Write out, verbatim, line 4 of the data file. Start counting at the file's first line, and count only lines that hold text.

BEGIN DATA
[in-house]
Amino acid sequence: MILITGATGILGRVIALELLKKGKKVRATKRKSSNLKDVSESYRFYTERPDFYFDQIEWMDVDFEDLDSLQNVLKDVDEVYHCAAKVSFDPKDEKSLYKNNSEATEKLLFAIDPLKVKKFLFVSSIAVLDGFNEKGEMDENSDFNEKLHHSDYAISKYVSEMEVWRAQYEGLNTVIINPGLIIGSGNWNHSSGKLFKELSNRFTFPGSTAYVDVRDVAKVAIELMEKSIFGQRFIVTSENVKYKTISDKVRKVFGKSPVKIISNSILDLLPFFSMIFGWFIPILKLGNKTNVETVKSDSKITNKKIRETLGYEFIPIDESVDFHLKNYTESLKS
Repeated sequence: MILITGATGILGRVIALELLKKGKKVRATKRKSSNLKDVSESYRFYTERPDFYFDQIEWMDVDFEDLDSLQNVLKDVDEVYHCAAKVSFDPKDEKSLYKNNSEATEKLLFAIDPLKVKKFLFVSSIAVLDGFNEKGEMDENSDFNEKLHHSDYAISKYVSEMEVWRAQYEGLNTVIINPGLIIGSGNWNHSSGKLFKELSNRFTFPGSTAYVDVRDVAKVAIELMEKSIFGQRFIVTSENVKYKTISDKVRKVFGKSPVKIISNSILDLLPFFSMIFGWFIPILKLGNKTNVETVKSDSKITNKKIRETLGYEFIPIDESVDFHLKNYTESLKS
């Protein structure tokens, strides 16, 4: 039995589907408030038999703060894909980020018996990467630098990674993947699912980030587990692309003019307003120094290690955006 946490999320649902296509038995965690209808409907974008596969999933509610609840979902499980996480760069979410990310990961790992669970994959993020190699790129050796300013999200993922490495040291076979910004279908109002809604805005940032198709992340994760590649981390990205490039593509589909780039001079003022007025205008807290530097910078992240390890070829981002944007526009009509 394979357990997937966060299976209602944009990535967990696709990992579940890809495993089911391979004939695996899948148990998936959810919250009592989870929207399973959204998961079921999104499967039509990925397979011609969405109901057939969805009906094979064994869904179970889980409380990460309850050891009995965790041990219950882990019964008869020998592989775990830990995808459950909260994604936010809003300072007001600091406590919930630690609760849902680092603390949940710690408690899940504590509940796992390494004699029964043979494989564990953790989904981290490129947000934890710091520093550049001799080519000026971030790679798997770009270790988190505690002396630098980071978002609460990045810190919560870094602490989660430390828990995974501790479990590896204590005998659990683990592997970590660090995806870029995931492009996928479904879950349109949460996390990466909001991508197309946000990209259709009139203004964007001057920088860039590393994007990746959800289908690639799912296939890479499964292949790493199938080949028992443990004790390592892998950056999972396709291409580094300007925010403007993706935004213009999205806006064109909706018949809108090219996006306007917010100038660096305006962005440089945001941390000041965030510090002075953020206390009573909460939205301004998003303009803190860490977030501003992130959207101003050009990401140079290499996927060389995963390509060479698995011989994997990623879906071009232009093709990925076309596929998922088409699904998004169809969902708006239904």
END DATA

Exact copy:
């Protein structure tokens, strides 16, 4: 039995589907408030038999703060894909980020018996990467630098990674993947699912980030587990692309003019307003120094290690955006 946490999320649902296509038995965690209808409907974008596969999933509610609840979902499980996480760069979410990310990961790992669970994959993020190699790129050796300013999200993922490495040291076979910004279908109002809604805005940032198709992340994760590649981390990205490039593509589909780039001079003022007025205008807290530097910078992240390890070829981002944007526009009509 394979357990997937966060299976209602944009990535967990696709990992579940890809495993089911391979004939695996899948148990998936959810919250009592989870929207399973959204998961079921999104499967039509990925397979011609969405109901057939969805009906094979064994869904179970889980409380990460309850050891009995965790041990219950882990019964008869020998592989775990830990995808459950909260994604936010809003300072007001600091406590919930630690609760849902680092603390949940710690408690899940504590509940796992390494004699029964043979494989564990953790989904981290490129947000934890710091520093550049001799080519000026971030790679798997770009270790988190505690002396630098980071978002609460990045810190919560870094602490989660430390828990995974501790479990590896204590005998659990683990592997970590660090995806870029995931492009996928479904879950349109949460996390990466909001991508197309946000990209259709009139203004964007001057920088860039590393994007990746959800289908690639799912296939890479499964292949790493199938080949028992443990004790390592892998950056999972396709291409580094300007925010403007993706935004213009999205806006064109909706018949809108090219996006306007917010100038660096305006962005440089945001941390000041965030510090002075953020206390009573909460939205301004998003303009803190860490977030501003992130959207101003050009990401140079290499996927060389995963390509060479698995011989994997990623879906071009232009093709990925076309596929998922088409699904998004169809969902708006239904």